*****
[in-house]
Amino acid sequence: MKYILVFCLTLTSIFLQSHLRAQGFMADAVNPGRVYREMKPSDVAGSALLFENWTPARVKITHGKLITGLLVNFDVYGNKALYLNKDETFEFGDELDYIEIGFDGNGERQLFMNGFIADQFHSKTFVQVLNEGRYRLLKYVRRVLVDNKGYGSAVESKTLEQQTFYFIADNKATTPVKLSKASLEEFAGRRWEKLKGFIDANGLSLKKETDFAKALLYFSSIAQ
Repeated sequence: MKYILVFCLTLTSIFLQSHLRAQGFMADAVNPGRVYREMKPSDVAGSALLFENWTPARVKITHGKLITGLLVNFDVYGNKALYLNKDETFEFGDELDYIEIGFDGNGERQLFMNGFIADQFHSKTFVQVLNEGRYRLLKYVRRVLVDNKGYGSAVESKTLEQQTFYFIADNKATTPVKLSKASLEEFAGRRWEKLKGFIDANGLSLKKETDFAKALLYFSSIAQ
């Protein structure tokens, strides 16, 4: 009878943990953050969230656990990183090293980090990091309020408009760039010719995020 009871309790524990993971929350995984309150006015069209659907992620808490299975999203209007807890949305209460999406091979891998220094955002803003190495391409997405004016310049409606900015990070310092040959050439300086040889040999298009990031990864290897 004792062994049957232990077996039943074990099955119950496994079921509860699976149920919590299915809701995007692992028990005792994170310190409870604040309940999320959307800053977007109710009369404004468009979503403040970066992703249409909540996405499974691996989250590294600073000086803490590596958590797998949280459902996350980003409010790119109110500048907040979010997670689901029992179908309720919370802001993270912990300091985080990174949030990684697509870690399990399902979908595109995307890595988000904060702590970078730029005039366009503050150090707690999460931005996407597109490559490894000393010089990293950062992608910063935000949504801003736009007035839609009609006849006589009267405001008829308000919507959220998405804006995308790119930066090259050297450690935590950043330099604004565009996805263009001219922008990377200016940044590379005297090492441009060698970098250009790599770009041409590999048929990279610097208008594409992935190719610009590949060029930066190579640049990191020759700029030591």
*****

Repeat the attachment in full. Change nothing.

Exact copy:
[in-house]
Amino acid sequence: MKYILVFCLTLTSIFLQSHLRAQGFMADAVNPGRVYREMKPSDVAGSALLFENWTPARVKITHGKLITGLLVNFDVYGNKALYLNKDETFEFGDELDYIEIGFDGNGERQLFMNGFIADQFHSKTFVQVLNEGRYRLLKYVRRVLVDNKGYGSAVESKTLEQQTFYFIADNKATTPVKLSKASLEEFAGRRWEKLKGFIDANGLSLKKETDFAKALLYFSSIAQ
Repeated sequence: MKYILVFCLTLTSIFLQSHLRAQGFMADAVNPGRVYREMKPSDVAGSALLFENWTPARVKITHGKLITGLLVNFDVYGNKALYLNKDETFEFGDELDYIEIGFDGNGERQLFMNGFIADQFHSKTFVQVLNEGRYRLLKYVRRVLVDNKGYGSAVESKTLEQQTFYFIADNKATTPVKLSKASLEEFAGRRWEKLKGFIDANGLSLKKETDFAKALLYFSSIAQ
């Protein structure tokens, strides 16, 4: 009878943990953050969230656990990183090293980090990091309020408009760039010719995020 009871309790524990993971929350995984309150006015069209659907992620808490299975999203209007807890949305209460999406091979891998220094955002803003190495391409997405004016310049409606900015990070310092040959050439300086040889040999298009990031990864290897 004792062994049957232990077996039943074990099955119950496994079921509860699976149920919590299915809701995007692992028990005792994170310190409870604040309940999320959307800053977007109710009369404004468009979503403040970066992703249409909540996405499974691996989250590294600073000086803490590596958590797998949280459902996350980003409010790119109110500048907040979010997670689901029992179908309720919370802001993270912990300091985080990174949030990684697509870690399990399902979908595109995307890595988000904060702590970078730029005039366009503050150090707690999460931005996407597109490559490894000393010089990293950062992608910063935000949504801003736009007035839609009609006849006589009267405001008829308000919507959220998405804006995308790119930066090259050297450690935590950043330099604004565009996805263009001219922008990377200016940044590379005297090492441009060698970098250009790599770009041409590999048929990279610097208008594409992935190719610009590949060029930066190579640049990191020759700029030591």